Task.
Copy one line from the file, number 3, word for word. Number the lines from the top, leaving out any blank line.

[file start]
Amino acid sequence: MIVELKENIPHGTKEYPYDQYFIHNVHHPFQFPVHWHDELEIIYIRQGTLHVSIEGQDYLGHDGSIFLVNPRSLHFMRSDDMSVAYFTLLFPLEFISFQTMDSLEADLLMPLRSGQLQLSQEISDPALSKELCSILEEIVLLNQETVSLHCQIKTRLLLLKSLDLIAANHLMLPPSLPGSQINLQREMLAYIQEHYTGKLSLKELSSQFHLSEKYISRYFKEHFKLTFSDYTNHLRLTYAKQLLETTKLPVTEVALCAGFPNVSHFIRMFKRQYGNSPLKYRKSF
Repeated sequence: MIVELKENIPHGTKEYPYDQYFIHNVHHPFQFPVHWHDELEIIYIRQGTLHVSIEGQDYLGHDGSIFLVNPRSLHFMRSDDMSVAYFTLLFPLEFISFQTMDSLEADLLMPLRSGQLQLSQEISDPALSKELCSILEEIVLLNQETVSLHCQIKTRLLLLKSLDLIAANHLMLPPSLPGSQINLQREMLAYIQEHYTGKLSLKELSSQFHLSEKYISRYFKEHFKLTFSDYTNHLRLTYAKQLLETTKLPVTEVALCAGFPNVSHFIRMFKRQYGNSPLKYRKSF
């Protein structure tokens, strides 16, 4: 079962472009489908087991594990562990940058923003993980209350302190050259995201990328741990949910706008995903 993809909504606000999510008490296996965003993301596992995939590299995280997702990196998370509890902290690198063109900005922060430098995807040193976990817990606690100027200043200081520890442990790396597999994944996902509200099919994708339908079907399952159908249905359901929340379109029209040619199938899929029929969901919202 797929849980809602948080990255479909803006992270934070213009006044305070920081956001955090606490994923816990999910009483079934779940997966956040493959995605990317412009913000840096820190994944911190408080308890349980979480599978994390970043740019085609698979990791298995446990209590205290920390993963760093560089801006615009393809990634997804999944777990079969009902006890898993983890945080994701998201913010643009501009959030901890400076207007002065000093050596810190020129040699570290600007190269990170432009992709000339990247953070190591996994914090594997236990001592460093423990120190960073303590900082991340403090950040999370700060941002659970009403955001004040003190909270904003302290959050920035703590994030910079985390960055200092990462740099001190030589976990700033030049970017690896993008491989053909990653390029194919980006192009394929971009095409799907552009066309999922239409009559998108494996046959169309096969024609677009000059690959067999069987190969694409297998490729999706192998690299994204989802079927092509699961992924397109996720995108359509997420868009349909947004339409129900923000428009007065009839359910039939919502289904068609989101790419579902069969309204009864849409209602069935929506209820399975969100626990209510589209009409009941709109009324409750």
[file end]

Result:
């Protein structure tokens, strides 16, 4: 079962472009489908087991594990562990940058923003993980209350302190050259995201990328741990949910706008995903 993809909504606000999510008490296996965003993301596992995939590299995280997702990196998370509890902290690198063109900005922060430098995807040193976990817990606690100027200043200081520890442990790396597999994944996902509200099919994708339908079907399952159908249905359901929340379109029209040619199938899929029929969901919202 797929849980809602948080990255479909803006992270934070213009006044305070920081956001955090606490994923816990999910009483079934779940997966956040493959995605990317412009913000840096820190994944911190408080308890349980979480599978994390970043740019085609698979990791298995446990209590205290920390993963760093560089801006615009393809990634997804999944777990079969009902006890898993983890945080994701998201913010643009501009959030901890400076207007002065000093050596810190020129040699570290600007190269990170432009992709000339990247953070190591996994914090594997236990001592460093423990120190960073303590900082991340403090950040999370700060941002659970009403955001004040003190909270904003302290959050920035703590994030910079985390960055200092990462740099001190030589976990700033030049970017690896993008491989053909990653390029194919980006192009394929971009095409799907552009066309999922239409009559998108494996046959169309096969024609677009000059690959067999069987190969694409297998490729999706192998690299994204989802079927092509699961992924397109996720995108359509997420868009349909947004339409129900923000428009007065009839359910039939919502289904068609989101790419579902069969309204009864849409209602069935929506209820399975969100626990209510589209009409009941709109009324409750």